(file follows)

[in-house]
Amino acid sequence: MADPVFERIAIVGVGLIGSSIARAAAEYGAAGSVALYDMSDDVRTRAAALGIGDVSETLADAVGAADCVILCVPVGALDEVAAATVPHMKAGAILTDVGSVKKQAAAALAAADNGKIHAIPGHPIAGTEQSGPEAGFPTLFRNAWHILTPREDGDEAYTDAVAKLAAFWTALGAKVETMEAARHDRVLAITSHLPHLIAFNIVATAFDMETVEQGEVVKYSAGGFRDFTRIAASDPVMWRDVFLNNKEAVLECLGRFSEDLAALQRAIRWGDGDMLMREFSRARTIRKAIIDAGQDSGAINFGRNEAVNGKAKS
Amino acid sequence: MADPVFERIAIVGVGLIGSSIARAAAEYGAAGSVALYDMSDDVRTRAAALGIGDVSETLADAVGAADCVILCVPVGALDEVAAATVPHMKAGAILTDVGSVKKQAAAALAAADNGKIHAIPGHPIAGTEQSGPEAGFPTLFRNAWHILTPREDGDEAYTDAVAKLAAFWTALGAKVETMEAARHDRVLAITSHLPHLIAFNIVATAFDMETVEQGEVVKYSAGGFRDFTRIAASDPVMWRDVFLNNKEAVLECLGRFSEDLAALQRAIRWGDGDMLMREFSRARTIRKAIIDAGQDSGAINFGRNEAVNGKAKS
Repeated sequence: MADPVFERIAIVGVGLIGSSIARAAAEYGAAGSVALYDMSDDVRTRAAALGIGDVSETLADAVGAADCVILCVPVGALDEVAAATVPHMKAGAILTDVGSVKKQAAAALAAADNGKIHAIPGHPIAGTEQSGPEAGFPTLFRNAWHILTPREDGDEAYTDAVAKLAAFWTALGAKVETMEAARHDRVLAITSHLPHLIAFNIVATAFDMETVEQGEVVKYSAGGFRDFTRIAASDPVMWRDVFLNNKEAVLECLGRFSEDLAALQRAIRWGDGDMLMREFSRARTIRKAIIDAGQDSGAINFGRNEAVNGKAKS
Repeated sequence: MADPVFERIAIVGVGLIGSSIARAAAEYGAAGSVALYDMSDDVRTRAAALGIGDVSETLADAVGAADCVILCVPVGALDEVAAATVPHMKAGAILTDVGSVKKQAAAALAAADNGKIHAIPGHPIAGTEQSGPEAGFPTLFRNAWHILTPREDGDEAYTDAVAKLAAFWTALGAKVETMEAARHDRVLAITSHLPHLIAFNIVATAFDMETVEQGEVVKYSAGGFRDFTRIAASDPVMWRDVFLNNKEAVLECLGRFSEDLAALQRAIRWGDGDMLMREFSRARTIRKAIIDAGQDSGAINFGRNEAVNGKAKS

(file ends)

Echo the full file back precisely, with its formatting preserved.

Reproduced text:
[in-house]
Amino acid sequence: MADPVFERIAIVGVGLIGSSIARAAAEYGAAGSVALYDMSDDVRTRAAALGIGDVSETLADAVGAADCVILCVPVGALDEVAAATVPHMKAGAILTDVGSVKKQAAAALAAADNGKIHAIPGHPIAGTEQSGPEAGFPTLFRNAWHILTPREDGDEAYTDAVAKLAAFWTALGAKVETMEAARHDRVLAITSHLPHLIAFNIVATAFDMETVEQGEVVKYSAGGFRDFTRIAASDPVMWRDVFLNNKEAVLECLGRFSEDLAALQRAIRWGDGDMLMREFSRARTIRKAIIDAGQDSGAINFGRNEAVNGKAKS
Amino acid sequence: MADPVFERIAIVGVGLIGSSIARAAAEYGAAGSVALYDMSDDVRTRAAALGIGDVSETLADAVGAADCVILCVPVGALDEVAAATVPHMKAGAILTDVGSVKKQAAAALAAADNGKIHAIPGHPIAGTEQSGPEAGFPTLFRNAWHILTPREDGDEAYTDAVAKLAAFWTALGAKVETMEAARHDRVLAITSHLPHLIAFNIVATAFDMETVEQGEVVKYSAGGFRDFTRIAASDPVMWRDVFLNNKEAVLECLGRFSEDLAALQRAIRWGDGDMLMREFSRARTIRKAIIDAGQDSGAINFGRNEAVNGKAKS
Repeated sequence: MADPVFERIAIVGVGLIGSSIARAAAEYGAAGSVALYDMSDDVRTRAAALGIGDVSETLADAVGAADCVILCVPVGALDEVAAATVPHMKAGAILTDVGSVKKQAAAALAAADNGKIHAIPGHPIAGTEQSGPEAGFPTLFRNAWHILTPREDGDEAYTDAVAKLAAFWTALGAKVETMEAARHDRVLAITSHLPHLIAFNIVATAFDMETVEQGEVVKYSAGGFRDFTRIAASDPVMWRDVFLNNKEAVLECLGRFSEDLAALQRAIRWGDGDMLMREFSRARTIRKAIIDAGQDSGAINFGRNEAVNGKAKS
Repeated sequence: MADPVFERIAIVGVGLIGSSIARAAAEYGAAGSVALYDMSDDVRTRAAALGIGDVSETLADAVGAADCVILCVPVGALDEVAAATVPHMKAGAILTDVGSVKKQAAAALAAADNGKIHAIPGHPIAGTEQSGPEAGFPTLFRNAWHILTPREDGDEAYTDAVAKLAAFWTALGAKVETMEAARHDRVLAITSHLPHLIAFNIVATAFDMETVEQGEVVKYSAGGFRDFTRIAASDPVMWRDVFLNNKEAVLECLGRFSEDLAALQRAIRWGDGDMLMREFSRARTIRKAIIDAGQDSGAINFGRNEAVNGKAKS